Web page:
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Carlson: Rick Perry's kid-size standoff at Texas border

Published July 23, 2014 6:38 am
This is an archived article that was published on sltrib.com in 2014, and information in the article may be outdated. It is provided only for personal research purposes and may not be reprinted.

WASHINGTON • Texas Gov. Rick Perry recognizes that a crisis is a terrible thing to waste. Tuesday, wearing his smart glasses, his hands chopping the air, he called out the National Guard to go to the border to deal with the influx of more than 50,000 children crossing into the U.S. illegally.

"I will not stand idly by while our citizens are under assault and little children from Central America are detained in squalor," Perry said.

This call-up of 1,000 troops, something between a babysitter's club and a costly piece of theater at $12 million a month, is an obvious step to bolster his nascent presidential campaign. It's certainly a better headline grabber than anything he got from a recent weekend in Iowa, the site of the first presidential contest, his fourth trip there in eight months.

Like every presidential hopeful, Perry is a hammer looking for a nail: George W. Bush had the return to chastity in the White House; Mitt Romney had the economy; Barack Obama had hope. What's more presidential than marshaling the troops?

This will be a slam-dunk if Woody Allen's dictum that 80 percent of life is just showing up turns out to be right. Still, calling up the Guard and asking Dad to pay (he is expecting the federal government to pick up the tab) hardly evokes Gary Cooper in "High Noon."

And what will the Guard do? Those coming into Texas aren't evading the Border Patrol, they are giving themselves over to it in hopes they will get asylum from the gang wars and murders at home. However big a misreading that is of current law or Obama's executive actions, there's a process, put in place by President George W. Bush and Congress that gives these Central American immigrants shelter and a hearing before they are sent back.

If Perry wanted to be helpful, albeit in a quieter way, he might encourage his party in Congress not to thwart Obama on fixing our broken immigration system just for the sake of thwarting Obama.

As a border governor, Perry knows the president has put in place more new border guards and seen to more deportations than any recent president. And by working with Central American leaders to get the word out that migrants will be returned, the administration has reduced the flow by more than half, from 355 children a day to 150 or less in recent weeks, according to preliminary data from the Customs and Border Patrol.

But what political fun is that when you can appear to turn back a crime wave with a press conference. Perry said his army would stop the "drug cartels, human traffickers and individual criminals" who are "exploiting this tragedy."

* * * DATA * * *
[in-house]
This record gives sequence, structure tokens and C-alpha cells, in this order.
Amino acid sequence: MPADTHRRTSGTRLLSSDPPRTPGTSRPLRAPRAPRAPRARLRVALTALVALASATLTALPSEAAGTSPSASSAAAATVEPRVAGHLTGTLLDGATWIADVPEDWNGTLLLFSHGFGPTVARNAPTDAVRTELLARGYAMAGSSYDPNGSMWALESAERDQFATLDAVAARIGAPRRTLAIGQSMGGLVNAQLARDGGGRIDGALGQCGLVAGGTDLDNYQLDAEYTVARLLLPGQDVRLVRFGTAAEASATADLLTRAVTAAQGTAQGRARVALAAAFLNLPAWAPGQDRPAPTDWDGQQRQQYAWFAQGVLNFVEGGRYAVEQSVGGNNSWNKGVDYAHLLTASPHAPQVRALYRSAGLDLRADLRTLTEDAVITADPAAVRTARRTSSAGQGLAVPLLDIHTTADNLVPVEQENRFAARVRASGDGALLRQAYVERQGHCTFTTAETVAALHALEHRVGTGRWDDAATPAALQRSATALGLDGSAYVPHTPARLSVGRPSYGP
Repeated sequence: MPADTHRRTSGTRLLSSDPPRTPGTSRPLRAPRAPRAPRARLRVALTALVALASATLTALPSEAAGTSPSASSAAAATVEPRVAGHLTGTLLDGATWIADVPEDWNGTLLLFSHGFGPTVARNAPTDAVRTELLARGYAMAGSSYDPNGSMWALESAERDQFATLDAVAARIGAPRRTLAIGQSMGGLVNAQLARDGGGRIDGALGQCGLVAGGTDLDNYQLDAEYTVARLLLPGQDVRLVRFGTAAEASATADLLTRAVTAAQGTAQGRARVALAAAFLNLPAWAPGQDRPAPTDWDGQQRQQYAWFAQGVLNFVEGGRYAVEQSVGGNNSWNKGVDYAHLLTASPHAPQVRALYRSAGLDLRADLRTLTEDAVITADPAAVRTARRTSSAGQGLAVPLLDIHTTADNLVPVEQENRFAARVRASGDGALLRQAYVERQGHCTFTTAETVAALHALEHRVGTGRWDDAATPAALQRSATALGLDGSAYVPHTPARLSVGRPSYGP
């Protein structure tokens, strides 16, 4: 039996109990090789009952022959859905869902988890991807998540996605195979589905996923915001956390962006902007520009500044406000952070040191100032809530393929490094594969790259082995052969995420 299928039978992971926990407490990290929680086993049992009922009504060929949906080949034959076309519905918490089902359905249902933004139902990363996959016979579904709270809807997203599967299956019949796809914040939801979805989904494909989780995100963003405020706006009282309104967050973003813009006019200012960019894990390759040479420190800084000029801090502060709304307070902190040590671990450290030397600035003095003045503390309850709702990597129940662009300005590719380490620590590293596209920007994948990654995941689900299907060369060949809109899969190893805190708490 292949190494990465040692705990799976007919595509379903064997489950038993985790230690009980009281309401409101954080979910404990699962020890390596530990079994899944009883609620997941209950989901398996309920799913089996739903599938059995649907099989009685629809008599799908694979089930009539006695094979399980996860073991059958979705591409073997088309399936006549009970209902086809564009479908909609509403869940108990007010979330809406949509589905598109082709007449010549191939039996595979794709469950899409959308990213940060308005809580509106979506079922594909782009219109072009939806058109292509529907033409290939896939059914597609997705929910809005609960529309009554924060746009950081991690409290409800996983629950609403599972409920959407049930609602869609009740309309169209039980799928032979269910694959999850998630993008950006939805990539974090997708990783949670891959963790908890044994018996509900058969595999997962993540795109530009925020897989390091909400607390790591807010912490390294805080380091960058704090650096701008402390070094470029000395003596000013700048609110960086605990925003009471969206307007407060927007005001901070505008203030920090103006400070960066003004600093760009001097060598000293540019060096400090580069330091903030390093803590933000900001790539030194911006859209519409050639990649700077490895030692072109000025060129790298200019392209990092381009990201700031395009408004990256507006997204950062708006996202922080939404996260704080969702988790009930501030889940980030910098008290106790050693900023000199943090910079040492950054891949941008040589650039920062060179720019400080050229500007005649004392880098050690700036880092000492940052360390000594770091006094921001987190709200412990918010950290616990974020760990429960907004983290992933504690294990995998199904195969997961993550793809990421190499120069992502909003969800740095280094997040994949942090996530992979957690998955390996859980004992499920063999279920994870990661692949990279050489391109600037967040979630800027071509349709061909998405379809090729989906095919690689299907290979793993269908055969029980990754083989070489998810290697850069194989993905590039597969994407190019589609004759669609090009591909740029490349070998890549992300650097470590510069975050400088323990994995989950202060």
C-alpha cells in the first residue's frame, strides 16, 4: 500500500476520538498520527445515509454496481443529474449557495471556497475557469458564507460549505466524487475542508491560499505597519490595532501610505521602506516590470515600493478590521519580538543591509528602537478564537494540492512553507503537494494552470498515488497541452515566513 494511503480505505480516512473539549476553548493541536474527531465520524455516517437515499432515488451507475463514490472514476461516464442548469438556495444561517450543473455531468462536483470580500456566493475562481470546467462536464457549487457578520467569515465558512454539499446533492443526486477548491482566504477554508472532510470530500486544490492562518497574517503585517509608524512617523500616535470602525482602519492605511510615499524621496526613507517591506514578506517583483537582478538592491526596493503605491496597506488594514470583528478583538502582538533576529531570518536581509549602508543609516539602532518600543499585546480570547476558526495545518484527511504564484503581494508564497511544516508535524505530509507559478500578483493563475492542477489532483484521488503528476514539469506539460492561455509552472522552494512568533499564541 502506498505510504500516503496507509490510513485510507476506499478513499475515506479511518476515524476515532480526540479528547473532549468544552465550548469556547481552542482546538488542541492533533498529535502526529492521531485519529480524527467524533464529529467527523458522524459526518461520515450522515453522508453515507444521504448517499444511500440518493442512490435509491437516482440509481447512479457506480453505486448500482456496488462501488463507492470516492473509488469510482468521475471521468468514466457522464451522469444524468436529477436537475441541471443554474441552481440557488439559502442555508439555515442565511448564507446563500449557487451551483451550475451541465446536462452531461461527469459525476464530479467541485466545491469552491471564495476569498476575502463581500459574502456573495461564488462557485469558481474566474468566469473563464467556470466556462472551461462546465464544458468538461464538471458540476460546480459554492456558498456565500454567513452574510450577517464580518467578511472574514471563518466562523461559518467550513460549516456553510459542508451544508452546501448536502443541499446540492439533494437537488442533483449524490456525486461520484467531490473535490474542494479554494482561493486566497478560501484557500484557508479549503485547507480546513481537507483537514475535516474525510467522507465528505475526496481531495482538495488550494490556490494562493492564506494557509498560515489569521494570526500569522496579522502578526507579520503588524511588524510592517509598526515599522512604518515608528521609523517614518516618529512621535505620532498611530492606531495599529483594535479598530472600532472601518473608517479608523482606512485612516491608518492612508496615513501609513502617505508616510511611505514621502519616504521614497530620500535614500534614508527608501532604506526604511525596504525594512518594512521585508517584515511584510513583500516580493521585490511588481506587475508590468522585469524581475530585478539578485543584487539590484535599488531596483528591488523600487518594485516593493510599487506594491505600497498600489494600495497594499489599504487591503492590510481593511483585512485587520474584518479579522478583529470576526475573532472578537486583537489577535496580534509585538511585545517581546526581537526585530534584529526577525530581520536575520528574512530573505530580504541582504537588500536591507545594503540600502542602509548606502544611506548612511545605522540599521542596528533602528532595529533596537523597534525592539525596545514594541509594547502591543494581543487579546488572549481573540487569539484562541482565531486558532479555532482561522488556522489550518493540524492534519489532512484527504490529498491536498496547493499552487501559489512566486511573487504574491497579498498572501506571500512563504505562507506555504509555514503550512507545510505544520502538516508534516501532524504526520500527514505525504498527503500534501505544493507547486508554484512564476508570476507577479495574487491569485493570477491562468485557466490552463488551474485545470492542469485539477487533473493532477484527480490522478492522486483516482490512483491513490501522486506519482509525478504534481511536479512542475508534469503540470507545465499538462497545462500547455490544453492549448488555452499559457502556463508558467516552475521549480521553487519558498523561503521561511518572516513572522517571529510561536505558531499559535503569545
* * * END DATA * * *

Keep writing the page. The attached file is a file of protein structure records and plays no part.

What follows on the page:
Problem is there is no crime wave. The mayor of McAllen, the city most affected, confirmed that the immigrants don't evade the law but seek it out for protection. That city's police chief testifed at a legislative hearing that there's been no surge in crime. Likewise, the police chief of El Paso, the largest border city, reported no spillover violence.

That's not to say that Obama has wreathed himself in glory. His administration initially called the huge increase in unaccompanied children crossing the border a "local" matter. It was poor statecraft when fear of a bad photo kept Obama, who was attending a fundraiser in the vicinity, from going to the border to see the crisis first hand. He was afraid of being compared to Bush helicoptering over Katrina-stricken New Orleans.

But for Perry, jumping into the middle of the border crisis is an enticing two-fer. It allows him to swing into action — politicians are action figures at heart — and get right with his party on immigration, a subject that tripped him up when he ran for the presidential nomination in 2012. Among the memorable flubs of the campaign, along with failing to remember much of anything, was his charge that anyone who disagreed with him on giving an in-state tuition break for the children of undocumented immigrants "didn't have a heart."

Action-figures often jump the gun. Look at the "oops" moment of Adam Kwasman, a Republican state legislator in Arizona who is running for Congress and tried to score points off the crisis. Describing what he believed to be migrant children being transported to a detention center, he said: "I was actually able to see some of the children in the buses. The fear on their faces ... This is not compassion."

In fact, they were local kids on their way to YMCA camp, whose biggest worries probably involved lanyard-wearing and whether there would be enough S'mores to go around.

The Texas governor would do well to remember another candidate who relied too heavily on his martial image. That was Massachusetts Sen. John Kerry, who accepted his party's nomination at the 2004 Democratic convention with a sharp salute: "I'm John Kerry and I'm reporting for duty." That quickly became a late-night joke.

Perry is just beginning his climb out of the hole he dug for himself in 2012. He may be digging himself another by deploying Guardsmen who will be seen standing idly by as kids runs into the arms of the Border Patrol.




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